Wayne Pacelle of the Humane Society of the United States (HSUS) has a blog. No idea who writes it, but it does offer some valuable insights into the organization's view of itself -- or at least, how it wants to be viewed by others. A prime example of this came earlier this week, with Wayne taking exception to his organization being labeled "controversial," followed by a typically nasty characterization of anybody who dare oppose HSUS:
That said, there’s nothing wrong with The HSUS being deemed controversial among individuals involved in factory farming, trophy hunting, large-scale commercial dog breeding, and many other sectors that cause harm to animals.
Oh, so these are the people who have a beef with HSUS. Not people involved in pet rescue or sheltering. Not people with working dogs or dog and cat fanciers or responsible hobby breeders. Not people involved in training animals, wildlife rehabilitation, or conservation. Not small scale or urban farmers. No, if you have a problem with HSUS you must be a factory farmer, trophy hunter, or large-scale commercial-dog breeders -- or anybody whose animal-centric career or hobby can be described in a term laden with negative connotations.
Thanks for the clarification; it's really helpful. I'm going to have to march right up to a certain dog trainer/no kill fanatic after this blog and tell her to drop that anti-HSUS 'tude immediately!
It must be real nice living in a world where you're so righteous that the only possible reasons to oppose your positions on animal care and policy stem from greed or callous immorality. How convenient for you.
But it doesn't end there. Wayne goes on to talk about the recent HSUS egg agreement, providing even more comedy gold:
And there’s no better example than the recent agreement between The HSUS and the United Egg Producers to embark on a plan that would provide more space for egg-laying hens by outlawing barren battery cages, add nesting areas and other enrichments to their housing so they can behave like birds, and establish a national labeling program so consumers can make informed choices.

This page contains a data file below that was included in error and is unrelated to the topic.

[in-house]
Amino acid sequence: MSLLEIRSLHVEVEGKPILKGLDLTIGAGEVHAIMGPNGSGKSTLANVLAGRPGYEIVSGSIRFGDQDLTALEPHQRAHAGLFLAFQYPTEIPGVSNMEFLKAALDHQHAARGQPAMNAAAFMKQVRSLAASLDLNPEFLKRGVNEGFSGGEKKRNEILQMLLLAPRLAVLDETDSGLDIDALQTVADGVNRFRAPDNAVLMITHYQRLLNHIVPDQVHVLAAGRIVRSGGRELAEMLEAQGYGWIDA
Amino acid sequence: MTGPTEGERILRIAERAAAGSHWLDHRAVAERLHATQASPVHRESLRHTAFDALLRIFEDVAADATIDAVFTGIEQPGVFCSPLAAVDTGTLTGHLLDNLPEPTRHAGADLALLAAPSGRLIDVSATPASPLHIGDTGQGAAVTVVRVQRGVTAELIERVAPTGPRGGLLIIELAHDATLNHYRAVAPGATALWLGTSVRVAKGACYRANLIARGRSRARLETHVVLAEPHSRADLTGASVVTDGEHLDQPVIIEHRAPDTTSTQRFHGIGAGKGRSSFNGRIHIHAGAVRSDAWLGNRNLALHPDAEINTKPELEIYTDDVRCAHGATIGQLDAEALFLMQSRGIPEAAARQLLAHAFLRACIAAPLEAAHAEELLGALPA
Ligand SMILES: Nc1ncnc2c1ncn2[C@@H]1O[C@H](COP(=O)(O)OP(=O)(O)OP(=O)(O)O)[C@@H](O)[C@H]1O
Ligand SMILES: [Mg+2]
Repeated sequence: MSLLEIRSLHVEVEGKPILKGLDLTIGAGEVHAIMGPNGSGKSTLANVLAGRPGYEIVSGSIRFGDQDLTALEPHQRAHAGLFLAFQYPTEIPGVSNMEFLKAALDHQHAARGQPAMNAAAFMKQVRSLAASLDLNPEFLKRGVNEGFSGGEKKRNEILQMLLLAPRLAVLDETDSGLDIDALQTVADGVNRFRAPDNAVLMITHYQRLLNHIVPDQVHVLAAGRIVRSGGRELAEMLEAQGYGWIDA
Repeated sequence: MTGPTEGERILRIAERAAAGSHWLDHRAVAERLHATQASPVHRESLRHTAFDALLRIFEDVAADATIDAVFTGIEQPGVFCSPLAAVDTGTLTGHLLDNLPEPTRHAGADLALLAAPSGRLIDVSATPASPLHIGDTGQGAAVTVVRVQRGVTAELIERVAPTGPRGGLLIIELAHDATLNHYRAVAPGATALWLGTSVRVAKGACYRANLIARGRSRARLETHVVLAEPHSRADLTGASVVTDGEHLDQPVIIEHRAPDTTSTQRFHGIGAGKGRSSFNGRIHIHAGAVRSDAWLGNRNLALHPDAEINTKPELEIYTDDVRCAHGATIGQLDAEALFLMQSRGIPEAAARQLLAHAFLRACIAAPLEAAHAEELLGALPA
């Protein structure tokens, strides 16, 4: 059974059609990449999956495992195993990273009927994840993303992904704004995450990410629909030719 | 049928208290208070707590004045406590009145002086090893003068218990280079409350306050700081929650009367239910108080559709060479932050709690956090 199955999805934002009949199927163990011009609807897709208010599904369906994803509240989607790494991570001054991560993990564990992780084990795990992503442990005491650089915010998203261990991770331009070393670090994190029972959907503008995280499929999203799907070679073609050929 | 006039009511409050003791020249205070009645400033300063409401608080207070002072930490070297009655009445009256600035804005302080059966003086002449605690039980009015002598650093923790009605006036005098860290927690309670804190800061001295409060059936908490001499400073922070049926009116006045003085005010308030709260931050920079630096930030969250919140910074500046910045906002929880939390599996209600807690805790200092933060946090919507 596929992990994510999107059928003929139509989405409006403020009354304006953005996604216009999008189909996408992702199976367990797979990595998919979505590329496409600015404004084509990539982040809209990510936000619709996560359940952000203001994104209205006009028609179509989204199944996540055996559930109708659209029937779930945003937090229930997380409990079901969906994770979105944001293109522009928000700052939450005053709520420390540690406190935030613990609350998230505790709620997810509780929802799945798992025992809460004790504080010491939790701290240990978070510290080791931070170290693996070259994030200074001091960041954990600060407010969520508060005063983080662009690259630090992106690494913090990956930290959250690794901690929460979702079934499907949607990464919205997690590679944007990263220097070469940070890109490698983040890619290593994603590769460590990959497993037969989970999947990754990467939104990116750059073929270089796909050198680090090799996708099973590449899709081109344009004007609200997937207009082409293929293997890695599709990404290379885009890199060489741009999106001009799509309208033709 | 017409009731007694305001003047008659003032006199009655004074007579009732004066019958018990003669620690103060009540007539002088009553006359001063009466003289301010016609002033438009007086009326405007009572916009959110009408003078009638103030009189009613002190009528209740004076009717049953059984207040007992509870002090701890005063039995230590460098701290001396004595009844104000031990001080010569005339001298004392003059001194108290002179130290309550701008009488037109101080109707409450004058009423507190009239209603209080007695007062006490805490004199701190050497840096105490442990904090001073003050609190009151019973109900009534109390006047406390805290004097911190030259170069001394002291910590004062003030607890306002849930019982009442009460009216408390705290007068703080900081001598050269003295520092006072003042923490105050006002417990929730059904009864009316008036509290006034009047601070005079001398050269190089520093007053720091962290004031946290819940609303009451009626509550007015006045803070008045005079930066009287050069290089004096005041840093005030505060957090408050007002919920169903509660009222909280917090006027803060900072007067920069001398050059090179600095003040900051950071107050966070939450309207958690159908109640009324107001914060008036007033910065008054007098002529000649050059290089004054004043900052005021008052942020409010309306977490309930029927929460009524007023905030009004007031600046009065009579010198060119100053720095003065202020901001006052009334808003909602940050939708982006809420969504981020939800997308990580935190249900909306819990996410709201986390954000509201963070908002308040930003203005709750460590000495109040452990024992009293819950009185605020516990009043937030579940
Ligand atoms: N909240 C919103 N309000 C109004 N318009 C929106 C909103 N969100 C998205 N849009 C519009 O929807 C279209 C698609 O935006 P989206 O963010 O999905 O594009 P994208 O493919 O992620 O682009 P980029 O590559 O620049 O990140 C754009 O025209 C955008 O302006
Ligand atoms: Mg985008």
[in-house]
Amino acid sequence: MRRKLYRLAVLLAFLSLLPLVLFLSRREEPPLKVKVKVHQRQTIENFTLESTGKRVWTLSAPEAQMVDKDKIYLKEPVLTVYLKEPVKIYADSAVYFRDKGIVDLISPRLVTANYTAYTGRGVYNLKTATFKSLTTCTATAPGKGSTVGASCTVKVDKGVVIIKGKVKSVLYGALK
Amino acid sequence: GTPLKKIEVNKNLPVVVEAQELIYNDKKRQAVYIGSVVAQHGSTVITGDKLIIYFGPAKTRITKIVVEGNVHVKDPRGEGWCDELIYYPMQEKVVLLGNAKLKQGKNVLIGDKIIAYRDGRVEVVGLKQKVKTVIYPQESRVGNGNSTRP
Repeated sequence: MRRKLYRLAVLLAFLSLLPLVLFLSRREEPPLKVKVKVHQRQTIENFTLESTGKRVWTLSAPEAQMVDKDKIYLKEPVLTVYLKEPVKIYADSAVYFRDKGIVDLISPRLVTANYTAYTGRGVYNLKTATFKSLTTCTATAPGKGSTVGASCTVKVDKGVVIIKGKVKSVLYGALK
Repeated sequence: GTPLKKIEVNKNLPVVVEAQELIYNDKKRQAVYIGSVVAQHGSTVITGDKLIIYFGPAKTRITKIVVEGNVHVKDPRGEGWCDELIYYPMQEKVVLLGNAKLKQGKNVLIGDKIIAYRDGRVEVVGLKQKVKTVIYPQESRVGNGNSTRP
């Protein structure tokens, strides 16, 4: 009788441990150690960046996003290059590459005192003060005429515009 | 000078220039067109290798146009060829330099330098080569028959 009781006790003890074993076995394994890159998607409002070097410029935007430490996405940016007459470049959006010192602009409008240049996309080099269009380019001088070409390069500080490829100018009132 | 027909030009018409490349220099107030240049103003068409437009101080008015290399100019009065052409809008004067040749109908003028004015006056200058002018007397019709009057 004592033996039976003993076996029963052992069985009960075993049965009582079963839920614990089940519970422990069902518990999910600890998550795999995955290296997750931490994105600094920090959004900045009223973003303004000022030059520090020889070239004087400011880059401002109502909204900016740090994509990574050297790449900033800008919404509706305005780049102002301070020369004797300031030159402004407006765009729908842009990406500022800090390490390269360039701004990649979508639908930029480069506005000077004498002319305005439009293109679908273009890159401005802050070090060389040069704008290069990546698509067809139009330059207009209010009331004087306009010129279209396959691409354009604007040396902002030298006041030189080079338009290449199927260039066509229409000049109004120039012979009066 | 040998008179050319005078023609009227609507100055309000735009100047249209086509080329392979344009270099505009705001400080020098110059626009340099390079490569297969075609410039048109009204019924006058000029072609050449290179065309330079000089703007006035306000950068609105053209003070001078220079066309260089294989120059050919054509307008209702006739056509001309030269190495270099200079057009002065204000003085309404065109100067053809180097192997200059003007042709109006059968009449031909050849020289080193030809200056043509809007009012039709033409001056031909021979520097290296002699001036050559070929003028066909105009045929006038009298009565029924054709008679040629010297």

These changes all sound so positive, Wayne! In fact, it almost sounds as if you're using our talking points! But you do realize that the type of new housing you are supporting is the very same kind you were calling inhumane "illusions of reform" only a month ago, right? And that your website still has this to say about enriched cages:
It is clear that such modified cages fail to properly meet the hens' physical or behavioral needs.
Despite the modifications, these cages are unable to provide an acceptable level of welfare for hens. The egg industry, food companies, and other stakeholders within the food industry should do the right thing and end the use of all cages to confine laying hens.
Uh, so is this the part where you tell us not to believe our lying eyes?
And it's not just one position statement. HSUS has long said cage-free eggs are the only way to go -- with one former VP even being caught on tape saying it's a vital stepping stone toward no eggs at all. So what changed their minds? Realizing they were going to have a harder than expected time on the ballot initiative front in Washington and Oregon (supposed soft target states)? A willingness to sell out their professed values when an opportunity for back-patting and easy fundraising presents itself (hey, the egg industry was heading in this direction anyway, why not hitch a ride)? An opportunity for more political power (how could they resist)? A desire to appear more moderate in the public eye (yeah, this is probably a good time for repositioning)? A realization that the science coming in on enriched housing facilities might confound some of HSUS's favorite claims (d'oh!)? A cynical belief that people aren't very smart and are unlikely to pay attention (we've always been at war with Eastasia)?
Yeah, I'll have to go with "all of the above" on this one. Truly in awe here. The audacity of HSUS's hypocrisy never ceases to amaze, but at least we finally know what the "H" in their name stands for.